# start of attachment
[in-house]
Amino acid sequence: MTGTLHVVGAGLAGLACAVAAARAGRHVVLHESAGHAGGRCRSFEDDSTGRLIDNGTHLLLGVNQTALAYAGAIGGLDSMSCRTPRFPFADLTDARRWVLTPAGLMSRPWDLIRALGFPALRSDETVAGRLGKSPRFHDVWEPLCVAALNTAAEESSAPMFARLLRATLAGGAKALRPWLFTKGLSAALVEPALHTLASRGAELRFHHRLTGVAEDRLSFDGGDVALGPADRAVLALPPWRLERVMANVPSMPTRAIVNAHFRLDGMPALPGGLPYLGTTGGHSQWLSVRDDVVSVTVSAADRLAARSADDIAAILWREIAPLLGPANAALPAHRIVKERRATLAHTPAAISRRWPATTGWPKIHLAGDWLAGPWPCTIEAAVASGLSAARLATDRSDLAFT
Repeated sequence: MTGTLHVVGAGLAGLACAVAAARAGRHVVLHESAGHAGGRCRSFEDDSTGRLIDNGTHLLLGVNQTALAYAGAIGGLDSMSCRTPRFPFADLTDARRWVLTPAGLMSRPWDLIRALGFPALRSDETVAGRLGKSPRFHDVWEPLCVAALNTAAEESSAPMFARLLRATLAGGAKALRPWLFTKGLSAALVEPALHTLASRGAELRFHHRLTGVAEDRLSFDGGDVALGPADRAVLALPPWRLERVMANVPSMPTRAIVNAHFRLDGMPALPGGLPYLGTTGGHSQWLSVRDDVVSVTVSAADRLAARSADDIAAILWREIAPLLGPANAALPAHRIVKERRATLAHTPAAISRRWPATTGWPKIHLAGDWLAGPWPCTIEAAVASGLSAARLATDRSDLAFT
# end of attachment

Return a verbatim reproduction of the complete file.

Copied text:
[in-house]
Amino acid sequence: MTGTLHVVGAGLAGLACAVAAARAGRHVVLHESAGHAGGRCRSFEDDSTGRLIDNGTHLLLGVNQTALAYAGAIGGLDSMSCRTPRFPFADLTDARRWVLTPAGLMSRPWDLIRALGFPALRSDETVAGRLGKSPRFHDVWEPLCVAALNTAAEESSAPMFARLLRATLAGGAKALRPWLFTKGLSAALVEPALHTLASRGAELRFHHRLTGVAEDRLSFDGGDVALGPADRAVLALPPWRLERVMANVPSMPTRAIVNAHFRLDGMPALPGGLPYLGTTGGHSQWLSVRDDVVSVTVSAADRLAARSADDIAAILWREIAPLLGPANAALPAHRIVKERRATLAHTPAAISRRWPATTGWPKIHLAGDWLAGPWPCTIEAAVASGLSAARLATDRSDLAFT
Repeated sequence: MTGTLHVVGAGLAGLACAVAAARAGRHVVLHESAGHAGGRCRSFEDDSTGRLIDNGTHLLLGVNQTALAYAGAIGGLDSMSCRTPRFPFADLTDARRWVLTPAGLMSRPWDLIRALGFPALRSDETVAGRLGKSPRFHDVWEPLCVAALNTAAEESSAPMFARLLRATLAGGAKALRPWLFTKGLSAALVEPALHTLASRGAELRFHHRLTGVAEDRLSFDGGDVALGPADRAVLALPPWRLERVMANVPSMPTRAIVNAHFRLDGMPALPGGLPYLGTTGGHSQWLSVRDDVVSVTVSAADRLAARSADDIAAILWREIAPLLGPANAALPAHRIVKERRATLAHTPAAISRRWPATTGWPKIHLAGDWLAGPWPCTIEAAVASGLSAARLATDRSDLAFT